Photo of 'Turkish imam kissing earthquake hero dog' is doctored

A doctored photo claiming to show a Turkish imam kissing the paw of a dog who had saved people from the rubble of the devastating 2023 earthquake in Turkey has been shared widely online. While there have been genuine reports of dog rescue squads working in the quake disaster areas, the photo in the false posts actually combines a photo of an Iraqi cleric and a former Catholic priest from Poland. Both pictures have each circulated online for more than a decade prior the February 2023 disaster.

"This is Imam e Jamia mosque in Turkey kissing hand of the dog which rescued and saved lives of 3 people tangled in debris," reads part of the English text above a photo.

The photo purports to show a man wearing a brown robe and a dark cap bowing in front of a white dog and kissing one of its paws. Around him people smile as they watch.

The photo was tweeted on February 16, 2023, with an Indonesian caption that makes a similar claim.

Screenshot of the misleading post, taken on March 14, 2023

The same photo circulated alsongside a similar claim elsewhere on Twitter here and here, as well as on Facebook and Instagram. It also appeared in TikTok and YouTube clips, racking up more than 7,200 views.

The image and the claim were also shared by social media users from Malaysia, India, Pakistan and Canada.

The death toll from the massive earthquake that rocked Turkey and neighbouring Syria in early February 2023 has surpassed 50,000 people, AFP reported on March 13, 2023.

While there have been reports about rescue dogs searching for survivors buried under the rubble, the photo has been digitally manipulated.

Reverse image searches on Google and Yandex, followed by keyword searches, found the photo is a combination of two photos that predate the earthquake by more than a decade.

Polish 'animal pastor'

The image of the dog appeared in a report about former Polish priest Tomasz Jaeschke, published by Polish newspaper Super Express on October 27, 2011.

The genuine picture shows Jaeschke kneeling while kissing a dog's paw while a crowd watches in the background.

Below is a screenshot of the Polish news report:

Screenshot of the Polish news report

According to the news report, Jaeschke, who hailed from the Polish town of Poznan, left the Catholic church to become an "animal pastor". He has since set up Animal Spirit Church, based in Berlin, a more recent report said.

The same photo was also published on the website of Animal Spirit Church here and its Facebook page here.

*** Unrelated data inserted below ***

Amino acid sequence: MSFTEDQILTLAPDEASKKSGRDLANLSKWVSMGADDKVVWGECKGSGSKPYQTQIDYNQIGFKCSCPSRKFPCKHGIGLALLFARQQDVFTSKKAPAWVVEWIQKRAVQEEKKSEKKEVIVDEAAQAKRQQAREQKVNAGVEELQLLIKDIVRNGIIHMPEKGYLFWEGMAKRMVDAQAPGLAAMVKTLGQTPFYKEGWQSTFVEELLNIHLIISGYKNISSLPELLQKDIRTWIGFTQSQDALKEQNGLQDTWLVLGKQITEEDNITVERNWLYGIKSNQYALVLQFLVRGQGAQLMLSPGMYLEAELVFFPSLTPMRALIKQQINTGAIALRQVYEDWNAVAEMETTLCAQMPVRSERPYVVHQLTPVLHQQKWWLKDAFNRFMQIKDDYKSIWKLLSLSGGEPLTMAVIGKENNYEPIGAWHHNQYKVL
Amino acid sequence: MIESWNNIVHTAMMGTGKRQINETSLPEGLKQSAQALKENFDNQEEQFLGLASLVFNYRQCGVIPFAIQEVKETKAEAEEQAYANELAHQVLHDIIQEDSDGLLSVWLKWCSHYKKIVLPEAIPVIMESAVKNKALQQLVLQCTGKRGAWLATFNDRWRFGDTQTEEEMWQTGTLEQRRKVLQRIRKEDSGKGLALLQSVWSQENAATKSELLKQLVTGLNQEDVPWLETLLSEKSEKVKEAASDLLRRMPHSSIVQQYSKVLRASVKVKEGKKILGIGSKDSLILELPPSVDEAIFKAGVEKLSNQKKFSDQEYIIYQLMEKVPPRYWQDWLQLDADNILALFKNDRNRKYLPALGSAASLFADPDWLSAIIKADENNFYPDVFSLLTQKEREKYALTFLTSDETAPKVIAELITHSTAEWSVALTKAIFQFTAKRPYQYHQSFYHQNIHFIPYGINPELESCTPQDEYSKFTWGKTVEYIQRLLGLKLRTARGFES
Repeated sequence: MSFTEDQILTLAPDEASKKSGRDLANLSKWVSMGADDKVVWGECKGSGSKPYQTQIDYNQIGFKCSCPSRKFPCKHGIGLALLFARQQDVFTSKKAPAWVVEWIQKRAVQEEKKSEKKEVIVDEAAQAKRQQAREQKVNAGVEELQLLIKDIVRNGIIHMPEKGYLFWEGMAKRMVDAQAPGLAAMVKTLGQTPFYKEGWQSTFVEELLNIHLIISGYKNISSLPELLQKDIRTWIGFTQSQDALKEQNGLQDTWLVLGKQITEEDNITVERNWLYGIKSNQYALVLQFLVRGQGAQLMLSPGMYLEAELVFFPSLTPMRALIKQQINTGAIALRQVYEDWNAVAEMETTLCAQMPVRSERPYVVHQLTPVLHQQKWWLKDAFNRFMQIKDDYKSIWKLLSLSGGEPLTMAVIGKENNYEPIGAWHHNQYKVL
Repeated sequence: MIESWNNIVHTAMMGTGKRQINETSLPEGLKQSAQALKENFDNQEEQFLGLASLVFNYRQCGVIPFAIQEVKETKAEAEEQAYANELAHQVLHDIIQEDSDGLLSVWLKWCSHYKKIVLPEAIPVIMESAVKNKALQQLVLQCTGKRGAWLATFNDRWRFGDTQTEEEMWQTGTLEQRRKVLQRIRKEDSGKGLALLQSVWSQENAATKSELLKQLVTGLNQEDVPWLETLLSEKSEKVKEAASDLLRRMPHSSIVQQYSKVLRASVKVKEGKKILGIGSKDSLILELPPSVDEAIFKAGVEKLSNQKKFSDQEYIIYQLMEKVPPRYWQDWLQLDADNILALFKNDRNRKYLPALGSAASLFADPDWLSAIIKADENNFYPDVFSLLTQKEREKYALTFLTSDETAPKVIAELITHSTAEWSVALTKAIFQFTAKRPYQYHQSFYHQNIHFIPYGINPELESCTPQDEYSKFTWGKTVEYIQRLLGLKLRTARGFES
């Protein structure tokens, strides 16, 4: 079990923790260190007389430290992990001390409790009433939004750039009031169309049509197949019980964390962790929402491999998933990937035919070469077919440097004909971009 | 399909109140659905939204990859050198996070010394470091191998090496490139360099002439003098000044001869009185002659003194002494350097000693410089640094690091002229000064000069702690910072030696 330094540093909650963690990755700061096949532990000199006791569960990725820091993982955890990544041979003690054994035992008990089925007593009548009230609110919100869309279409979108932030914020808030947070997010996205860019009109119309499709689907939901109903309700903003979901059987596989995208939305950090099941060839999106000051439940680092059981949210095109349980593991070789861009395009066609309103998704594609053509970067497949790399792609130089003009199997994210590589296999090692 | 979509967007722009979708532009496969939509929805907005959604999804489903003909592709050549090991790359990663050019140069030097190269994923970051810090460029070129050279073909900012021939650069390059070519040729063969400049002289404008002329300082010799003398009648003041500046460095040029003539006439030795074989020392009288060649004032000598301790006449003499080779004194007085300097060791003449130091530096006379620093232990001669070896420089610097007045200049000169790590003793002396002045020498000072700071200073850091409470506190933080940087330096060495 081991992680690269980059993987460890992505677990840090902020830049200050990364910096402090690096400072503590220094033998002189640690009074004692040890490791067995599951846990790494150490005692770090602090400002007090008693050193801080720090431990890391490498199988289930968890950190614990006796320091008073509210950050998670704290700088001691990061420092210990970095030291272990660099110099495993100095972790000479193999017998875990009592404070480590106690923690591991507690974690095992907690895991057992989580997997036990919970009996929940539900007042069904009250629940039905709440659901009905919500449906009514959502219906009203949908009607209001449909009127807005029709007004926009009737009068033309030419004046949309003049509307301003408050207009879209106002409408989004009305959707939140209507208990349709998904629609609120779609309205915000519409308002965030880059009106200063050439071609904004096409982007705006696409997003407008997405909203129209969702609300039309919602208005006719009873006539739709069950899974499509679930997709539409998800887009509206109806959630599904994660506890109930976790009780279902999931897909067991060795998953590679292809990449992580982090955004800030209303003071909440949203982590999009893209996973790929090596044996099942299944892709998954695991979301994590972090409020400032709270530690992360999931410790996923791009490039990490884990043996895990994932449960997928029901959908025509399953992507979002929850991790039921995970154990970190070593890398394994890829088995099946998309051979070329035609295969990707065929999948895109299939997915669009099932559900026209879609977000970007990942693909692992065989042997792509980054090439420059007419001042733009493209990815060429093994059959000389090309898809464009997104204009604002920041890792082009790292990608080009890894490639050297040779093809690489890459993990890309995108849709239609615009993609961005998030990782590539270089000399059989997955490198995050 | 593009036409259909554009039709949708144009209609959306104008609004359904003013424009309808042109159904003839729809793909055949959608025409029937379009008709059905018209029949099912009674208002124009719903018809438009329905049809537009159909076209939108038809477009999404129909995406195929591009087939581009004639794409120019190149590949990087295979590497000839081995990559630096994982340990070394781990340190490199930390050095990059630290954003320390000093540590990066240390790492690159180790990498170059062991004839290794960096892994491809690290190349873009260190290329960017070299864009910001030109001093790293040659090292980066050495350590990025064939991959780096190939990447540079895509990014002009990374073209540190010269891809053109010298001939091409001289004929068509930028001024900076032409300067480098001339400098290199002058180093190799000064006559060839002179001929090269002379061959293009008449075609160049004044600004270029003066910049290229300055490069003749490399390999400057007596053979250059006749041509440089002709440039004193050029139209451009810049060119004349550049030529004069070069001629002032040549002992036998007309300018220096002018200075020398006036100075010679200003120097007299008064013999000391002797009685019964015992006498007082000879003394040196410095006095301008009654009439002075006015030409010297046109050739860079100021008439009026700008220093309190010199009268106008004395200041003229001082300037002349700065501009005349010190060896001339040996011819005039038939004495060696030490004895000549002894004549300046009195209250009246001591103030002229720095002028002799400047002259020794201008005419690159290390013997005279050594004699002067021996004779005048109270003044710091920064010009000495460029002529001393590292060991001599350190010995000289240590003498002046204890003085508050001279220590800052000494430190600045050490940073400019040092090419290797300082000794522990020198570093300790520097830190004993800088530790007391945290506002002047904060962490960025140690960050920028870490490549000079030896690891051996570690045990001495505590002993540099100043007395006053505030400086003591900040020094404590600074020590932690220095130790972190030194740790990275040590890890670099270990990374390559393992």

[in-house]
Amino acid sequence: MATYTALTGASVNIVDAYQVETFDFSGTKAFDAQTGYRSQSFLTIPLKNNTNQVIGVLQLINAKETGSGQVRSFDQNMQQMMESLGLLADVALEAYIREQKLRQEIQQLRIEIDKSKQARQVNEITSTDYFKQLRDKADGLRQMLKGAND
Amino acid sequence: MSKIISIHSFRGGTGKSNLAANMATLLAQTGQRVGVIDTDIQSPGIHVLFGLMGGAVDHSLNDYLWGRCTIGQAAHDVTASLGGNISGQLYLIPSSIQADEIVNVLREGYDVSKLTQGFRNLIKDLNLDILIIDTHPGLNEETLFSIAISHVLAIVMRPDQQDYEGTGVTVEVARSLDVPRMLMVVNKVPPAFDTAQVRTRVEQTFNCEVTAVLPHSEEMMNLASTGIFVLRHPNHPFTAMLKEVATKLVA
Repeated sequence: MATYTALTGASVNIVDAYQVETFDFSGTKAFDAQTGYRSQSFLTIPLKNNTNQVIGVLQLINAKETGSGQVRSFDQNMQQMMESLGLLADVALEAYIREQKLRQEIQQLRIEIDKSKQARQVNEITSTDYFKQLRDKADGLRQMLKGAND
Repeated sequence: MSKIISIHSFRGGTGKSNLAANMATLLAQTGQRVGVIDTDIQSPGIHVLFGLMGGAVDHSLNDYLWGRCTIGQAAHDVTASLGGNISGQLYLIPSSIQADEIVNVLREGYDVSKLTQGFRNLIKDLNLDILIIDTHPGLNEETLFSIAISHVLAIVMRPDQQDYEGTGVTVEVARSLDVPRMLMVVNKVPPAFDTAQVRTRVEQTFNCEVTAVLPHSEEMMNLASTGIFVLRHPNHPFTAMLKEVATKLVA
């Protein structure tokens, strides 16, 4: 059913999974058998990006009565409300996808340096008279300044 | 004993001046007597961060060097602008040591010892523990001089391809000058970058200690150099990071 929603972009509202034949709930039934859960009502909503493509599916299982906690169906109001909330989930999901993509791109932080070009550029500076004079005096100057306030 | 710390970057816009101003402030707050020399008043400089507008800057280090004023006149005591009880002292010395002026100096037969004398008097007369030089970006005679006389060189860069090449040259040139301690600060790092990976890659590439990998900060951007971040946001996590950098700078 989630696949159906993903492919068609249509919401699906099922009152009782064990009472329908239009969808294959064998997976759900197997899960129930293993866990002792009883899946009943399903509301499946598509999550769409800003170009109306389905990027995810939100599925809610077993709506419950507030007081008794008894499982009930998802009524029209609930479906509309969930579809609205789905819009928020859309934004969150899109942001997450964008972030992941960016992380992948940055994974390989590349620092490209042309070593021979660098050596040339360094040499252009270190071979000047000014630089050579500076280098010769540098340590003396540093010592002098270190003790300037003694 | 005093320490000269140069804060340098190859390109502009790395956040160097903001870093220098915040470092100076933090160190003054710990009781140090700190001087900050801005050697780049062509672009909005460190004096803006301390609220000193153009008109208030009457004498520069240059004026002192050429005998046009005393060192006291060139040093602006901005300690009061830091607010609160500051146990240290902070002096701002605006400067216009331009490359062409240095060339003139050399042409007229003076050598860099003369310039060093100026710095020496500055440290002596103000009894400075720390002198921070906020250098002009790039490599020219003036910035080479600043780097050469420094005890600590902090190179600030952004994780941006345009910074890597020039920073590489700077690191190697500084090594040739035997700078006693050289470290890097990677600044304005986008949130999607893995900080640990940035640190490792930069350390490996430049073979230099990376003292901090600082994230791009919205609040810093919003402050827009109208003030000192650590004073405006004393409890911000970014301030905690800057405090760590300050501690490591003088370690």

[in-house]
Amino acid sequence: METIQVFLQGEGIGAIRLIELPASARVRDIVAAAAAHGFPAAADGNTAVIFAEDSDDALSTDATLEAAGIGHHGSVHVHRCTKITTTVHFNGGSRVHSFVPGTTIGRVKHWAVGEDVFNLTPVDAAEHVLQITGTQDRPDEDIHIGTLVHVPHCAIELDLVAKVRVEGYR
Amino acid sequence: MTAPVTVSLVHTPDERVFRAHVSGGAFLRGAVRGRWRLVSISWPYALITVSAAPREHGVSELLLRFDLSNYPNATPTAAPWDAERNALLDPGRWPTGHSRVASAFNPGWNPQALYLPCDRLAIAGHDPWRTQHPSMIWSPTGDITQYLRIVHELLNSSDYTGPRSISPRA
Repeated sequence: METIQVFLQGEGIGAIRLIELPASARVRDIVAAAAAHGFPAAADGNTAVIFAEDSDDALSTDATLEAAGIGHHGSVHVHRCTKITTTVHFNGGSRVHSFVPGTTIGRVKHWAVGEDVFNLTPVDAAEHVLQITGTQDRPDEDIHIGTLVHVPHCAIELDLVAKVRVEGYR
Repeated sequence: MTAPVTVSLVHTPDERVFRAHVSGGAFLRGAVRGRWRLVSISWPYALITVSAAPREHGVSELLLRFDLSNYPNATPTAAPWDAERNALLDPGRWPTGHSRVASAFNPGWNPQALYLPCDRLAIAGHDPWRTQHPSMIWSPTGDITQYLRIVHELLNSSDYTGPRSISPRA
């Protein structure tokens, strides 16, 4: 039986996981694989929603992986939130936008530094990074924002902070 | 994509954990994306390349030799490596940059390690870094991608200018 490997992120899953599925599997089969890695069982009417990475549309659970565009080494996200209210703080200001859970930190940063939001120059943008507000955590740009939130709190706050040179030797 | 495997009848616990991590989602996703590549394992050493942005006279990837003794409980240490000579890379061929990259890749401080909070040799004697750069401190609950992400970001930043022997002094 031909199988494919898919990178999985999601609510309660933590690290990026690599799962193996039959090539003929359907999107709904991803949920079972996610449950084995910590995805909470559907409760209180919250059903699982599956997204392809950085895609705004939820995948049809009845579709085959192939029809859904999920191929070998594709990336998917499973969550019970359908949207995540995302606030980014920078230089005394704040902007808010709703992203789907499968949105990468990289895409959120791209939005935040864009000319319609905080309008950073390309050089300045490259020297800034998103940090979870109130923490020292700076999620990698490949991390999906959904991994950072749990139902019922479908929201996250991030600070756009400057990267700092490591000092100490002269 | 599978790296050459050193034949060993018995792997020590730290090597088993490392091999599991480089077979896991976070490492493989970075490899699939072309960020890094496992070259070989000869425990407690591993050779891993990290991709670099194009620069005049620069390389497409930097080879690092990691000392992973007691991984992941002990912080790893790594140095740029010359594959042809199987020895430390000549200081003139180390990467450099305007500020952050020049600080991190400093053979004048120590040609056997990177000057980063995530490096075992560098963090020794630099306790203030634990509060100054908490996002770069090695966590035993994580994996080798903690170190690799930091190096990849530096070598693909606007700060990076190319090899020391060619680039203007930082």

When contacted by AFP, Jaeschke confirmed that it was him in the photo. The picture was taken by an Italian photographer in Saint Peter's Square at the Vatican, he said.

"I was there to organise an event for animals," he told AFP on March 16, 2023. "It was a long time ago. I do not remember the exact date."

Iraqi cleric

In the altered image, a photo of another man is inserted into Jaeschke's picture.

AFP found the photo of the man in the brown robe was uploaded to a Flickr account belonging to Iraqi cleric and politician Ammar al-Hakim in 2011.

According to the caption, the photo -- which actually shows the cleric kissing the hand of an elderly man -- was captured during his visit to the Iraqi province of Basra.

According to Flickr's metadata, it was taken on March 24, 2011.

Below is a screenshot of the Iraqi cleric's photo on Flickr:

Screenshot of the Iraqi cleric's photo on Flickr

Similar photos of the politician with the elderly man were posted here and here on Al-Hakim's Facebook page on March 31, 2011, in a photo album titled "2011 Basra visit".

At that time, Al-Hakim was the head of the Supreme Iraqi Islamic Council (SIIC), the country's largest Shiite political party. He resigned to set up his own political party, the National Wisdom Movement, in 2017.

Below is a screenshot comparison of the genuine photo of the Iraqi cleric (left), the manipulated image (centre) and the genuine photo of the former Polish priest (right), with corresponding features marked by AFP:

Screenshot comparison of the genuine photo of the Iraqi cleric (left), the manipulated image (centre) and the genuine photo of the former Polish priest (right)

AFP has debunked similar false claims about dogs who rescued survivors and found victims in the aftermath of the Turkey-Syria earthquake, such as here and here.